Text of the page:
Music is mysterious stuff. It affects us in a way nothing else does. It may be that the brain contains special neural mechanisms dedicated to processing this special sort of sound. We know that studying and listening to music can enhance our learning abilities, but we don’t really understand how music touches us so profoundly, except that it’s believed that we make strong, visceral memory associations with it. For most, though not all of us, it’s a big part of our lives, and it’s an amazingly effective tool for reacting to and managing our moods. Family Center for Recovery (FCFR) surveyed 1,455 Americans about music and created Good Vibrations, a collection of intriguing infographics depicting their musical tastes and the manner in which they use music in their lives. Spoiler: Music’s use is maybe the most interesting as self-medication when vibrations aren’t so good.
The music we like
The survey sets the scene by revealing some things about our tastes, beginning with The Final Countdown.
According to the survey, America’s current favorite musical era is (was?) the 1990s, with 22.1% of respondents choosing it. Next up was the 1980s at 19%. As you no doubt have discovered in your own tastes and the tastes of your friends, your age has something to do with the era you favor, and at the bottom of the visualization you’ll see exactly what period your peers prefer.
Finally, there’s a handy list of when to go for best of each genre. If R&B/Soul is your jam, it’s the 1990s for you. Interesting, for the majority of genres, now (the 2010s) is the time for the best music. Or maybe we just have short memories.
Speaking of genres, here are our favorites.
Far and away, we’re rocking in the U.S.A., twice as much as we are, say, popping in it. Classical music is way down there at 3.16%, which is better than jazz, which doesn’t even register, relegated to the ‘Other’ category, along with nose-flute music/kazoo symphonies (we made that last bit up, don’t worry).
One of the most intriguing of FCFR’s findings is at the bottom of this infographic: Are our beliefs and values influenced by our musical choices? For all generations, that’s a resounding “yes”, further evidence of the way music can dig deep down into our psyches.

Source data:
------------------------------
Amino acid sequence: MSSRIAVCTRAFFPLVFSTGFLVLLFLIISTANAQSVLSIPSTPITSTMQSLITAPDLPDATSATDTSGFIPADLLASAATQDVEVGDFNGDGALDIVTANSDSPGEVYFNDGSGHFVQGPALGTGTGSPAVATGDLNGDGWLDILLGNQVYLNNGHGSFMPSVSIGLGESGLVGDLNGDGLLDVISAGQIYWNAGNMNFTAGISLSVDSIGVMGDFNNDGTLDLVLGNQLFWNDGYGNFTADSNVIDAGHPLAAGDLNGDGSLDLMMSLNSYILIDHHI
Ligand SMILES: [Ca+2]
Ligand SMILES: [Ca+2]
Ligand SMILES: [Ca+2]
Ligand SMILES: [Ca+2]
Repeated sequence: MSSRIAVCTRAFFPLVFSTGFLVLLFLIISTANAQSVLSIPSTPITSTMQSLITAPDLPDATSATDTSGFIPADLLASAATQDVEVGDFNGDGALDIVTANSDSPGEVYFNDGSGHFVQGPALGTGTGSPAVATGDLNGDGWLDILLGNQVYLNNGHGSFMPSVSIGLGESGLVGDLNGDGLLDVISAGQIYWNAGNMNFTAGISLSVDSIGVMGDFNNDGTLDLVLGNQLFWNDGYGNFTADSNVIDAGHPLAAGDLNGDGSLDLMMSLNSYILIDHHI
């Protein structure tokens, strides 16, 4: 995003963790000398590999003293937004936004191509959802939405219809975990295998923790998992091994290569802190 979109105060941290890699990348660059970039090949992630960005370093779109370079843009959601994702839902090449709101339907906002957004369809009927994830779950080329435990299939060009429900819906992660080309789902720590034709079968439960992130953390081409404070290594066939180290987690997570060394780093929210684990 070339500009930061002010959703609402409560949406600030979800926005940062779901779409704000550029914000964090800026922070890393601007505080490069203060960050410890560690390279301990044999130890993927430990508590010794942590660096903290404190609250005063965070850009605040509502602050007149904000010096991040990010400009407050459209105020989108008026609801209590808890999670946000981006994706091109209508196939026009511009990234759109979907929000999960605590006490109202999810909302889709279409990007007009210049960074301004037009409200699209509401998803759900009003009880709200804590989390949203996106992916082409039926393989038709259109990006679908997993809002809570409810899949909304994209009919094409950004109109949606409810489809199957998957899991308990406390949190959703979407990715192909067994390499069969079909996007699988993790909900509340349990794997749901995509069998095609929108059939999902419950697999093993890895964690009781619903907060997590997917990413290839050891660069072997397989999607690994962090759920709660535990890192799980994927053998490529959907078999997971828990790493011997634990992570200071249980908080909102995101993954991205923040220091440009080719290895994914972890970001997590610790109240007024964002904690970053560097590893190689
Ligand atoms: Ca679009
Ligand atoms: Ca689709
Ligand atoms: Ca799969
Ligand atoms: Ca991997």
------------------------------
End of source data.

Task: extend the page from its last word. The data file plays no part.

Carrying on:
Music we reallyreallyreally don’t like
What would an Internet opinion survey be—this one was conducted through Amazon’s Mechanical Turk—if it didn’t include some hate? Here we go.
Hip-hop and rap dominate the Hot 100 these days—it’s the music of the youth—which may explain why it’s the genre with the most haters. (We may also wonder if there’s a racial component to this.) But hey, jazz finally made a list here!
Music and emotions
Here’s when FCFR’s infographics are the most interesting, with a look at how music affects our emotions, both on its own and as a form of self-medication.
Tuning out depression
88.71% of respondents said that music helps them combat depression. The top type of music for this purpose is rock at 8%, with pop and alternative tied for second around 10%, and then hip-hop/rap. Country’s not awful for this. Not so good? Blues and folk are the worst, and then everything else.
For the 78.32% of those who use music to fight feelings of anxiety, rock wins again at 14.3%, followed this time by classical (8.3%), easy listening (8%), country and pop (7.8%), and alternative (7.4). Surprisingly, the music that works worst, the music that’ll keep you on edge, is laid-back reggae, at 2.2%!
Music that makes us sad
Sometimes it’s music itself that brings us down. At the top of the list is country music, much of which, after all, is designed to make people drink more beer at bars. Next up is hip-hop/rap, which often deals with the hardships of urban life. Christian music may be designed to uplift, but it does the opposite for many, probably because it’s often about, you know, dying.
Programming our molds with music
Maybe the feelings we’ve described so far aren’t yours. Not to worry. If you’re more about joy, anger, being low on energy, are frustrated, unmotivated, disappointed, out of hope, or grieving, we’ve got you.
And you don’t need a prescription
Fortunately, we don’t need to understand music’s magic in order to use it as accompaniment for important events, or a means of recalling memories in a way no other mnemonic device, except maybe smell, offers. Not to mention the way many of us deejay our days by selecting just the right tunes for any given moment.